We typically think of Jesus offering warm words of encouragement and reassurance, soothing words of understanding and consolation. But not today. Instead of words that comfort and uplift, Jesus speaks harsh and threatening words, words of judgment and condemnation. Why is Jesus, God’s messenger of love and peace, so angry?
Jesus castigates the citizens of Chorazin, Bethsaida, and Capernaum because even though each town was a setting for many of Jesus’ miracles, the people refused to change. Before their eyes, Jesus healed and gave life, but no matter what Jesus did, their hearts remained closed. Jesus is exasperated because they completely misunderstood the purpose of his miracles. Jesus’ wonderful works were not designed to bring attention to himself, but to call people to reform their lives by changing their sinful, self-destructive ways and opening their hearts to God. Jesus healed and fed and brought the dead back to life not to put on a show to dazzle and entertain, much less to trumpet his powers, but to demonstrate his care for the suffering, for all who were afflicted and in need. In short, Jesus’ miracles were an invitation to people to go and do likewise, to show to the poor and suffering in their midst the very love, mercy, and compassion of God. In this way, they would keep Jesus’ miracles alive by imitating them.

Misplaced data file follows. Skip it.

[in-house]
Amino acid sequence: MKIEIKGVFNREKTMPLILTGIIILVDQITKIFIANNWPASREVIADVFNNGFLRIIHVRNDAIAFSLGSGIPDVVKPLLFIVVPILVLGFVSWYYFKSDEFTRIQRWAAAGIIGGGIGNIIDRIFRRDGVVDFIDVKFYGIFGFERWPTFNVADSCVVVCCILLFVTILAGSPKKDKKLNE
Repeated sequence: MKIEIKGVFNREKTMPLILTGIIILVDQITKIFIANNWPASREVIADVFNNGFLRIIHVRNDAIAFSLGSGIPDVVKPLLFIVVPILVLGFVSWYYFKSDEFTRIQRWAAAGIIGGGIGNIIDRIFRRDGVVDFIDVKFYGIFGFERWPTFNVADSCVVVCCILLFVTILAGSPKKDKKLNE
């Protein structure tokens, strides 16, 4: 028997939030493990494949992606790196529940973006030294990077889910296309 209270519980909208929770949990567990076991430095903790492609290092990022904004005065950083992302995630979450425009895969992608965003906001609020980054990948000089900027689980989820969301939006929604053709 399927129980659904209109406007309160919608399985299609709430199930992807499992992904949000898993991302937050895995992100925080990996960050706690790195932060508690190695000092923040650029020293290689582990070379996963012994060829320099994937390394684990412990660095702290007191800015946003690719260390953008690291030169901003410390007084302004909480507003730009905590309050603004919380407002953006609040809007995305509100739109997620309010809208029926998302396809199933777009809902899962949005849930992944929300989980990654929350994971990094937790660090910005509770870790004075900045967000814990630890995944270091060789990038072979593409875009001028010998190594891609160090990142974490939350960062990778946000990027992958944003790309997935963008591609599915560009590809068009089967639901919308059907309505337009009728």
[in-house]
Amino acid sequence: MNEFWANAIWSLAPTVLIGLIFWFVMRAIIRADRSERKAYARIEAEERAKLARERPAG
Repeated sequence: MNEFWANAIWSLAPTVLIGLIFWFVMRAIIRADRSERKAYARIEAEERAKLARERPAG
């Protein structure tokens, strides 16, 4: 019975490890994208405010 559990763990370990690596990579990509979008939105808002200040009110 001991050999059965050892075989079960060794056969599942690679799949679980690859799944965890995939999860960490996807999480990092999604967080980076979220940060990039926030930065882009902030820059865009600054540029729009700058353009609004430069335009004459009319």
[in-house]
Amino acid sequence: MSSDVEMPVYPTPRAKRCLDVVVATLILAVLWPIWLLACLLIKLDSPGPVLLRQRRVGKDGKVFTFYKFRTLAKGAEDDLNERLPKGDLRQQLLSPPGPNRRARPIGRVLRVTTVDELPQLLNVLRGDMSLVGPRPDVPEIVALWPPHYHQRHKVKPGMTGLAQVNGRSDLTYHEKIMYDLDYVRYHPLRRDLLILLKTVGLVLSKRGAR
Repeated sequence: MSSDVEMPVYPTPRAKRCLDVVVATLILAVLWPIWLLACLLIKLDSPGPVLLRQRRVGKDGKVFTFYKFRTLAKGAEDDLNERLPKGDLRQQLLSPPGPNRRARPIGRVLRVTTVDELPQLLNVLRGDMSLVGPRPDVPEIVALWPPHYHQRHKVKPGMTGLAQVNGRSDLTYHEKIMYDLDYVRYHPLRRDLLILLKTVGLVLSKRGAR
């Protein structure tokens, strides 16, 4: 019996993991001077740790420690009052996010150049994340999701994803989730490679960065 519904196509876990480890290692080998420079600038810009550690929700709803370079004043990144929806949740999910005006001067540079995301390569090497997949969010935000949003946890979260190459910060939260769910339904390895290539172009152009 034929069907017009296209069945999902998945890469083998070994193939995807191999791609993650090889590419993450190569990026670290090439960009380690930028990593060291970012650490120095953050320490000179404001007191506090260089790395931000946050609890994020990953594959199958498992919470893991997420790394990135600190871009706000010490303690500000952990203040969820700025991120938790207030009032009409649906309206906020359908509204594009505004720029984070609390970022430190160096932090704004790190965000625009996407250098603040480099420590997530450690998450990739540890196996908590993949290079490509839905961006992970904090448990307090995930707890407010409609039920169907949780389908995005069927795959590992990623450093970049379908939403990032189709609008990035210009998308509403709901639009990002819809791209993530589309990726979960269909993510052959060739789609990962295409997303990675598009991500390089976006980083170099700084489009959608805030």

There is one final lesson in today’s gospel we cannot afford to overlook. Jesus cannot force us to open and change our hearts. He can invite us to conversion, but he cannot coerce it. Like the people of Chorazin, Bethsaida, and Capernaum, we can harden our hearts. We can close ourselves off to God. But to cut ourselves off from God is not to keep us safe, but to cut us off from life. If we do so, Jesus will rightly be as exasperated with us as he was with the people of these towns. But his exasperation is in proportion to—and a sign of—his love.
Paul J. Wadell is Professor Emeritus of Theology & Religious Studies at St. Norbert College in De Pere, Wisconsin, and a member of the extended Passionist family.